Feeding Egg Shells

Discussion in 'Chicken Behaviors and Egglaying' started by BarbiD, Sep 23, 2016.

  1. BarbiD

    BarbiD Out Of The Brooder

    May 23, 2016
    Hayes, Virginia
    I've always given my girls crushed oyster shells since they started laying, free choice. However, my Ayam Cemani's egg shells still seem thin. I've been saving egg shells for about a week and was getting ready to crush them up and offer those two. I read though somewhere you should rinse out the membrane? I haven't done that. Is it safe to give them the egg shells or ditch these and start washing them out first?

  2. junebuggena

    junebuggena Chicken Obsessed

    Apr 17, 2015
    Long Beach, WA
    Go for it. I don't meticulously clean eggshells when I've got enough to use as calcium. They gobble them up just fine.
  3. carlf

    carlf Chillin' With My Peeps

    Jul 2, 2016
    Mobile, AL
    I keep my empty shells on the counter top all week.
    Then when I bake on the weekends, put them in a tray and bake them at 350 for about 15 minutes.
    It sterilizes them and makes them easier to crush.
    BTW, some hens just lay thin shelled eggs, my dominant hen does all the time and she gets plenty of calcium and protein.
  4. RonP

    RonP Overrun With Chickens

    What other source of calcium are they getting?
  5. To be honest....I wash them out...Bacteria can grow....Next time rinse and dry on paper towels....Not a big deal..Just what I was taught by older wiser Chicken keepers...

  6. FlyWheel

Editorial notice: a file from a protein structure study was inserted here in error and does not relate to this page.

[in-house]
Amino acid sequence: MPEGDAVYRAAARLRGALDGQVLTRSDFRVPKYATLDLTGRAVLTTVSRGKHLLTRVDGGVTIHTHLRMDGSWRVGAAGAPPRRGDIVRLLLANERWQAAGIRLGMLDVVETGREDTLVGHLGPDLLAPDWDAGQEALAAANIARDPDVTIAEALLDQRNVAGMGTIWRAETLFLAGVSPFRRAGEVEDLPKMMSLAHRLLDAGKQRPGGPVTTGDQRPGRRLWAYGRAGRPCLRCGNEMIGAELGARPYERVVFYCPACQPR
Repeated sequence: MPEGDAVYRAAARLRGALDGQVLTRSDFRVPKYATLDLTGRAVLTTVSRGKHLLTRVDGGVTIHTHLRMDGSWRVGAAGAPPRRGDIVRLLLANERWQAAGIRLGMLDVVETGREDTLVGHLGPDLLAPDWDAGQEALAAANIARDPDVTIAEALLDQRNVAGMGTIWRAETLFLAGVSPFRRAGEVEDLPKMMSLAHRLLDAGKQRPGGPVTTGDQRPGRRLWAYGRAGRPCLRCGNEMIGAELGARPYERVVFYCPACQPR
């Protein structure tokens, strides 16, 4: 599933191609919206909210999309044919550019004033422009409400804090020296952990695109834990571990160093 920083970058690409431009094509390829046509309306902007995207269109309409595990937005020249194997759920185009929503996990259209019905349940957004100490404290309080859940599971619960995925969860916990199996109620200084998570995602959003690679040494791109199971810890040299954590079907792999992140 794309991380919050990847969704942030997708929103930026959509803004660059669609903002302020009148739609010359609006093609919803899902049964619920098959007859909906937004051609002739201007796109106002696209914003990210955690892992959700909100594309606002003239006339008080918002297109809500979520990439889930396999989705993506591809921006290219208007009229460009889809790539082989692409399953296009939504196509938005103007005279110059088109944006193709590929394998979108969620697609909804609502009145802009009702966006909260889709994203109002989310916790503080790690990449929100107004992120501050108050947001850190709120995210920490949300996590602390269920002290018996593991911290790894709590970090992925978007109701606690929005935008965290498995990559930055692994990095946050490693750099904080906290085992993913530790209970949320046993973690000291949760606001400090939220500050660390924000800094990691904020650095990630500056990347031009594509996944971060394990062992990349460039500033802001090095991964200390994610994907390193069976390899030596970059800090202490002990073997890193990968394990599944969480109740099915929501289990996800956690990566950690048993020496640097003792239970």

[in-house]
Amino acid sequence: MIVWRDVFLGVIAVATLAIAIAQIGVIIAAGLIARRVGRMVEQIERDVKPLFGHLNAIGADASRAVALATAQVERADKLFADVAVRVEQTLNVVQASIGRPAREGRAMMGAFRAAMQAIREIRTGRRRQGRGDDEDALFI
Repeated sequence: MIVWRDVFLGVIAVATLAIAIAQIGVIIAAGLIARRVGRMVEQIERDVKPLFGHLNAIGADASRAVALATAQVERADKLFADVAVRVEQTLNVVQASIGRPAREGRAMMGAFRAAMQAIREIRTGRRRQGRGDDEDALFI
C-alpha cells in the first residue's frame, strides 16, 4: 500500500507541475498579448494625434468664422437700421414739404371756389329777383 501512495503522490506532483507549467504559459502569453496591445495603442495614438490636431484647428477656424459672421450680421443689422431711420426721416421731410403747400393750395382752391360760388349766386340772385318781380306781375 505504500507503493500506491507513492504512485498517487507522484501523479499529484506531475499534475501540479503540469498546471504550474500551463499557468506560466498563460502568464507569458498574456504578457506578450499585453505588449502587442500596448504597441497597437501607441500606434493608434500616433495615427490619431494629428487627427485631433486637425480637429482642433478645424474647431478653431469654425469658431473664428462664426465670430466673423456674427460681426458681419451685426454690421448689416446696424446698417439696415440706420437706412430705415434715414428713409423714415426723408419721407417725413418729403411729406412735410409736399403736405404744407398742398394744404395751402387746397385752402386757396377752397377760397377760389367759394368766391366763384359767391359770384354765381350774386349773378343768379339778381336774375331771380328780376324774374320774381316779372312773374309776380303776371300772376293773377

FlyWheel Chillin' With My Peeps

    Mar 19, 2016
    34.560847, -81.154203
    My Coop
    I rinse out the goo, but don't bother with the membrane. When they're dry I put them in the toaster oven and bake them at 250F for 5 minutes or so. This not only sterilizes them but it also seems to make them more brittle. The membrane just drys to almost powder consistency. I then crunch them in my hand and grind them into sand in my "Magic Bullet" blender.

    Odd thing I noticed, Muffins' green eggs are blue on the inside of the shells, (obviously) but after baking them the inside has turned white, the outside however stays green. [​IMG]
  7. lazy gardener

    lazy gardener Flock Master

    Nov 7, 2012
    I think the white you are seeing after baking is the membrane that has dried out.

    I used to be concerned about bacteria, egg goo in shells, and such. Now, I just toss them in the run and stomp on them. Not an issue. Any goo left in the shell dries out before they go in the run, and if it hasn't dried out by the time I toss them in there, it's still plenty fresh. Albumen has it's own anti-bacterial properties. I've read that it's been used over superficial wounds to speed healing. I have yet to work up the courage to try it, but... may do so one day.
  8. aart

    aart Chicken Juggler! Premium Member

    Nov 27, 2012
    SW Michigan
    My Coop
    Albumen might have antibacterial properties, but it is also an excellent growth medium and is used commercially as such.

    I rinse it out and let air dry, but don't bake...and crush after large quantity accumulates to mix with oyster shell.
    Many way to process and feed back egg shells.

    But regarding the OP's thin shell layer.......
    ......if only one bird has thin shells and all birds are on same diet, it's the bird not the diet.
    I have had a few birds that consistently lay thin shells, probably something wrong with their ability to uptake nutrients, probably genetic and uncurable.
  9. BarbiD

    BarbiD Out Of The Brooder

    May 23, 2016
    Hayes, Virginia
    Thanks aart! Yes, they are all on the same diet - free range all day and full access to organic layer feed whenever they like.

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